I am home safely from my wonderful trip to Ecuador. There was a lot of hiking, some ziplining, and even some horseback riding, which was truly comical. An equestrienne I am not (Betty Draper makes it look so easy...). You'll recognize the tops from my bike trip to the Netherlands. For hiking I figured I should break down and actually wear shorts and pants, rather than my usual skirts.
I took my machine in for service a few weeks before the trip but *needed* just a few new things for the suitcase. First up were my Adventure Shorts. I will review them eventually. Suffice it to say that the sewing machine that was graciously loaned to me did not enjoy sewing them and I actually busted out the treadle. They are not my most well-made item ever (the treadle has incredibly heavy pressure on the presser foot that caused pulling and wrinkling on the waistband topstitching) but they were Adventure Shorts in more ways than one! These got the seal of approval from my travel companion. One morning when I put on a pair of Jungle Pants, he actually asked, "No Adventure Shorts today?" I thought it was so cute that he used their proper name.
Then I made not one but TWO pairs of Jungle Pants. Jungle Pants are lightweight cotton pants that cover the legs against bugs and brush but allow for air circulation under steamy tropical circumstances.
Both pairs are made from the same pajama pants pattern as my waterproof biking pants for the Netherlands, so they are not the most flattering item. I put cargo pockets on the seersucker pair and in-seam pockets in the blue pair. This ended up being perfect because I'd put my camera in one pocket and my money purse in the other so my two most valuable possessions were on me and everything carried externally was dispensable. They both got a lot of wear, though they won't see the light of day in an urban environment! (I think the blue pair will officially become pajamas.)
I also added another top to the mix, but apparently didn't get any photos of myself on the days I was wearing it! Must inquire with my travel companion.
We stayed in the Old Town of Quito ("Centro Historico") near the Plaza Santa Domingo, and we turned out to be in the middle of the Garment District! There were lots of fabric shops, many of them combination fabric shop and custom clothing store. Cidell and I had just been lamenting that we wished it was possible to buy a suit jacket and then a length of fabric for making your own skirts, pants, or dress. I should have looked into that in Quito, though I think it's not like Asia where the sewing happens in a day or two.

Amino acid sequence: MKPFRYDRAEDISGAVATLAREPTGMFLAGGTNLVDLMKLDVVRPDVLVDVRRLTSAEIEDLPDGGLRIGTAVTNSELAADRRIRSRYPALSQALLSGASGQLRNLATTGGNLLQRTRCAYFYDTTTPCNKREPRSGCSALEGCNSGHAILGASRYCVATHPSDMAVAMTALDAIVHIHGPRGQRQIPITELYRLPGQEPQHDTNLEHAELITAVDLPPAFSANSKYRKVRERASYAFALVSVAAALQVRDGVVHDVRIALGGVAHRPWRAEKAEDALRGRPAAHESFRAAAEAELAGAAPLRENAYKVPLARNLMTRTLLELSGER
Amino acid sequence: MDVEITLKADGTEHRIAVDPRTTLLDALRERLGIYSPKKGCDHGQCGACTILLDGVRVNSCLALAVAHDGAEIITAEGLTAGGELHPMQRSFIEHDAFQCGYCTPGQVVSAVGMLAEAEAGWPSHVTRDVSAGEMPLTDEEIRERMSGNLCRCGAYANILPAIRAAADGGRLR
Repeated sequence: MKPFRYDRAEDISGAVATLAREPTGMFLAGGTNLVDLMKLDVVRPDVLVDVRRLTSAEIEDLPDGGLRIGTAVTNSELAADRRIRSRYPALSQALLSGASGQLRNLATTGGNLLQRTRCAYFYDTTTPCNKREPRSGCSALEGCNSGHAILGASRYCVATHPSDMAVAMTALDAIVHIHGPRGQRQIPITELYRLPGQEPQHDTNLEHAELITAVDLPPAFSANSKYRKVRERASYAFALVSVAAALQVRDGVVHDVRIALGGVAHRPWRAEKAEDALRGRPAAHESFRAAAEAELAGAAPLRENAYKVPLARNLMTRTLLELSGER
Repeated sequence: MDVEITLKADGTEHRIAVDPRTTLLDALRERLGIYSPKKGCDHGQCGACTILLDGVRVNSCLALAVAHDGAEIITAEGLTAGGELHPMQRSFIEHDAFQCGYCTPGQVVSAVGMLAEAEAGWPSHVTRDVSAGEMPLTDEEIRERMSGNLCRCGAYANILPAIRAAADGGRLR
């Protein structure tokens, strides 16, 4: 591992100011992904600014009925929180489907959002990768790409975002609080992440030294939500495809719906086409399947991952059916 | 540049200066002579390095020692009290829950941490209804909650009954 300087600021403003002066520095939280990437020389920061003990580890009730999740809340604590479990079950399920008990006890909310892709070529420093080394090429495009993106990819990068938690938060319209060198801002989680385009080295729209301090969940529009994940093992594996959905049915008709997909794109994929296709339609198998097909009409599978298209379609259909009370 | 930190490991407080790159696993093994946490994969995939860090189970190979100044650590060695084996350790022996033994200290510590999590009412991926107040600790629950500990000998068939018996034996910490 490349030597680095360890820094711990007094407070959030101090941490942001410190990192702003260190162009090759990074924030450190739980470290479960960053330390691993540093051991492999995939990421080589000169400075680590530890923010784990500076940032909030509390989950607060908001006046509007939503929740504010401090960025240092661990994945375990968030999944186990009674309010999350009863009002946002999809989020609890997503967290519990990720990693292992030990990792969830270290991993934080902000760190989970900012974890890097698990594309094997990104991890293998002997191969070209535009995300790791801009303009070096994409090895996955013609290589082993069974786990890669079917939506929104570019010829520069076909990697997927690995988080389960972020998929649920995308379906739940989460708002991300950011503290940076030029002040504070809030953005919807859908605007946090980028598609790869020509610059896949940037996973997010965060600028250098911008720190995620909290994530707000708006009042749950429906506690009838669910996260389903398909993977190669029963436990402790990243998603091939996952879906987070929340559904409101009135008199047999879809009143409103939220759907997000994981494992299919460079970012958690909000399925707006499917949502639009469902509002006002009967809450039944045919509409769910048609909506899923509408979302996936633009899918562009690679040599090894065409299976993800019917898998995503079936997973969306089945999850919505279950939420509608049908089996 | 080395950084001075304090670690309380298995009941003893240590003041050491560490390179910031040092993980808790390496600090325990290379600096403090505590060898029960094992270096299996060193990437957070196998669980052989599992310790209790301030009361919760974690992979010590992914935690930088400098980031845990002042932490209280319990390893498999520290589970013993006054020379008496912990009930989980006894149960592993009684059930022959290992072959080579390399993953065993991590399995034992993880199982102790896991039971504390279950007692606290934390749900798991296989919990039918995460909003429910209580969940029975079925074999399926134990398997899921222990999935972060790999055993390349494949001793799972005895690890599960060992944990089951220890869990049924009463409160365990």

The fabric stores all had enticing displays in the window, as at right. I went into a couple but *gasp* didn't buy anything. The fabrics were generally very nice English and Italian wools (with fancy woven selvages bearing their country of origin), shirtings, and colorful polyester prints. I couldn't find anything that was made in Ecuador or that seemed very special (English wools are definitely special, but not to Ecuador). I already had my souvenir (described below), so I passed on a fabric souvenir--I would have been buying just to buy, not because I found something I loved.
All the photos from the trip are here (you can see them broken up by day and destination here)
I was very much inspired by the traditional dress. There is a short description of traditional Ecuadorian Andean dress here. The women wear a dark, knee-length dirndl skirt, light colored stockings (usually white), and low heeled black shoes, generally in a brogue or what we now call "shootie" style. The blouses are generally white, but aren't seen very much as they are covered with a shawl, generally dark but you see the occasional brightly colored shawl. 99% of the shawls I saw were solid colored. The crowning glory is a bowler hat with a narrow brim (2 inches at most), turned up in the back and flat in front, with two dimples in the crown at the front. A long braid is worn down the back, coming out of the hat.
I did not want to take pictures of people without their permission, assuming there would be thousands of examples on the web. Not so! I can't find anything truly representative. The photo at left is close, though her shawl is smaller than most and would generally cover the top and I never saw anyone in a print skirt (they were a bit fuller, too). The photo at right shows the back (though the skirt is longer than most). While I still think that the sari is the most beautiful traditional dress I have encountered, the women of Ecuador in Andean highland dress is one of the most dignified things I have ever seen. They just exude thousands of years of civilization. Amazing. This was only worn by older women. I don't know if it's not adopted until one gets older or if the tradition is dying out in favor of track suits and jeans as everywhere else. I really hope it's the former.
My favorite part was the hat so I had to get one of my own. It is forest green and will be making an appearance at this year's Tweed Ride, Sunday November 13, woot! It does not look anything close to the authentic on me--I don't have the right demeanor or the long dark braid--but I love it so.
I'm off to Texas for a family reunion this weekend, and will be traveling for work next week, but I will eventually return to regular posting, I promise...
Blog Housekeeping: I know some people have been having trouble with comments. I finally had a chance to investigate and it appears that Blogger has a bug in its comment form that is embedded at the bottom of the post. I switched to this a few months ago because it's cleaner. I've gone back to the pop-up format, which appears to have fixed the problem for most people that were experiencing it. Sorry it took me so long to deal with it!